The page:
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It’s no secret that not everyone is convinced workplace wellness programs are worth the effort. Participation rates can be low and short-term, while the actual benefits for employers are unclear.
But a study out of McGill University in Montreal looking at one company’s initiatives suggests these programs can deliver clinically important improvements to physical and mental health.
“Getting people to exercise regularly is arguably the most important thing we can do in our society and our health-care system,” said Steven Grover, director of the McGill comprehensive health improvement program and senior author of “The Measurable Benefits of a Workplace Wellness Program in Canada” in the Journal of Occupational and Environmental Medicine.
“I’ve looked at data long enough to be overwhelmingly impressed on the benefits for preventing heart disease, diabetes, mental health issues… the list goes on and on. And we’re a very sedentary population.”
The study looked at a comprehensive wellness program launched in 2014 at Merck Canada, which partnered with Clinemetrica to develop the program with staff from McGill. The program included biometric health screenings, health awareness initiatives, a web-based e-health platform, an on-site wellness consultant, evidence-based educational modules, and ongoing data analysis to evaluate the program’s effectiveness.
Participants could register online, and employees at the head office of the pharmaceutical company in Kirkland, Que., and across Canada also volunteered to be “wellness champions.” Participants were also encouraged to complete online assessments to measure sleep, stress, fatigue and depression.
Merck wanted the same kind of evidence it uses to support new drug products, said Grover.
“They really took a very scientific, product development sort of approach to their program. They wanted it to be the best and they were going to track it. So that was very exciting.”
Following the baseline screening, employees were invited to join an eight-week online physical activity challenge with team leaders or champions. They recorded their activity online using a pedometer, digital tracker or by tracking the time.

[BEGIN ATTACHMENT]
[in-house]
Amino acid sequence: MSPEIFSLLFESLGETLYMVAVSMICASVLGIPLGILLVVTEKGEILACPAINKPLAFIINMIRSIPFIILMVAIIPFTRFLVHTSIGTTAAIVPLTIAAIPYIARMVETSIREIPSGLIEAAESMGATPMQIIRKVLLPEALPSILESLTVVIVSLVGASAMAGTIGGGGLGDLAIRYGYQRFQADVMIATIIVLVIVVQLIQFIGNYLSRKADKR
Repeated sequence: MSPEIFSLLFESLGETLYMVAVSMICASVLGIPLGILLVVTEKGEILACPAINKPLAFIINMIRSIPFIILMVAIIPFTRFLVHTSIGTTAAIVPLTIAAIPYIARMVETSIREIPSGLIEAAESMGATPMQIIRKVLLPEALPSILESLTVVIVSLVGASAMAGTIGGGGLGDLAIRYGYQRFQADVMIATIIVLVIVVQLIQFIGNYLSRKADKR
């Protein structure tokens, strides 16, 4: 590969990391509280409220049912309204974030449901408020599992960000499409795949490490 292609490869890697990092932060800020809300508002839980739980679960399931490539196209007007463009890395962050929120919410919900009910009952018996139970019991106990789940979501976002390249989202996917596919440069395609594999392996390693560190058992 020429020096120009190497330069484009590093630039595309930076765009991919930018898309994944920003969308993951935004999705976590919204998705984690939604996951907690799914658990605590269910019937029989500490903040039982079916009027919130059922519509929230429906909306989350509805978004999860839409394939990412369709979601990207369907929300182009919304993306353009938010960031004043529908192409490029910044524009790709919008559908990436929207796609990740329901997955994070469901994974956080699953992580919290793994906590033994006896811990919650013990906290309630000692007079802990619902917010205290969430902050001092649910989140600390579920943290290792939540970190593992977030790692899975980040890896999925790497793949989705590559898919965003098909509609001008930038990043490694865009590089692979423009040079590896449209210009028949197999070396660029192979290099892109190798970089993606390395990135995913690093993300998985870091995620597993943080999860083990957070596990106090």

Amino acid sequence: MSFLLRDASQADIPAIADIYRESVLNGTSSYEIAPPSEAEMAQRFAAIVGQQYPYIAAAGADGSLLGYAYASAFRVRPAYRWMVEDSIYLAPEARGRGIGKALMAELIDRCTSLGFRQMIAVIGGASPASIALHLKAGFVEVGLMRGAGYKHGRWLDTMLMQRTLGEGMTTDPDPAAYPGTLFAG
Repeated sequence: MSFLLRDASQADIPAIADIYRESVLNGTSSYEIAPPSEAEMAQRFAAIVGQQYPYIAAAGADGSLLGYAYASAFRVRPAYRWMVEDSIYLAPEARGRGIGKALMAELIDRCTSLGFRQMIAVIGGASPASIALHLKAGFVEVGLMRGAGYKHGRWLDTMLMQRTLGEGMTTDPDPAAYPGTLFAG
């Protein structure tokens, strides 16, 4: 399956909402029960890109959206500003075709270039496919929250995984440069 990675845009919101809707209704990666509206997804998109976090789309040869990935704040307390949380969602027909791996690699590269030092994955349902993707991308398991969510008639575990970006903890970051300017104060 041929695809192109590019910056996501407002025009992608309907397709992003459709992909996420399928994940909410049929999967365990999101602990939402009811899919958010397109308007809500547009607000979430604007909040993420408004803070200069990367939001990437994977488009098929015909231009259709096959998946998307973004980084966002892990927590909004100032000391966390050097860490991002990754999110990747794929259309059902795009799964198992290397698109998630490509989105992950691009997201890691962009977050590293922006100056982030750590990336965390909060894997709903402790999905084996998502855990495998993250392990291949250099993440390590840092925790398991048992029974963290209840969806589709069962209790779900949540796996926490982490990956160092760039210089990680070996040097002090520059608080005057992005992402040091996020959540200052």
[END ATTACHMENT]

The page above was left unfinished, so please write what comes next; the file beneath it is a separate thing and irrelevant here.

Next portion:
Participants were motivated to get involved with features such as goal setting, a message board to encourage teammates, reminder emails, and small incentives such as water bottles.
A variety of other challenges were offered through the year, including a 10-week team healthy weight challenge, individual challenges such as 5,500 steps per day, an online training program for a five- or 10-kilometre walk or run, and lunchtime walk or run groups with a running coach.
A total of 688 employees registered on the website, while 571 completed the biometric screening. Nearly two-thirds of the employees completed the mental health assessments.
Participation in the program was particularly high, at 94 per cent for online registration, 78 per cent for baseline assessments, and 66 per cent for at least six weeks in an exercise challenge.
“The amount that they were exercising was really impressive and a big improvement over what they told us they were doing at baseline,” said Grover.
“The teamwork, the culture of playing together at Merck was something that really impressed us, whether it was employees at head office or about half of their employees across the country in every province — regardless of whether they were on a virtual team that was tracking together and they were hundreds of miles apart, or all in the same office.”
In the end, Merck employees saw clinical improvements in blood pressure and cholesterol levels, weekly physical activities, stress levels, sleep and fatigue issues, and cardiovascular risks. There was also a small increase in weight without an increase in waist circumference.
A lot of employees have only a superficial knowledge of, or contact with, fellow employees, said Grover, and it turns out they really like this sort of thing.
“We’re very encouraged because we’re always looking for ‘How are we going to do this and scale it up and make this really attractive to as many people as possible?’”
Two factors that help the cause are gamification — making it fun for people to participate — and social connectivity — creating something that gets people interacting with each other, particularly those who don’t work closely together, he said.
“I don’t think these things just happen on your own because you suddenly announce to everybody there’s a new platform or a new challenge available — you have to get behind it.”
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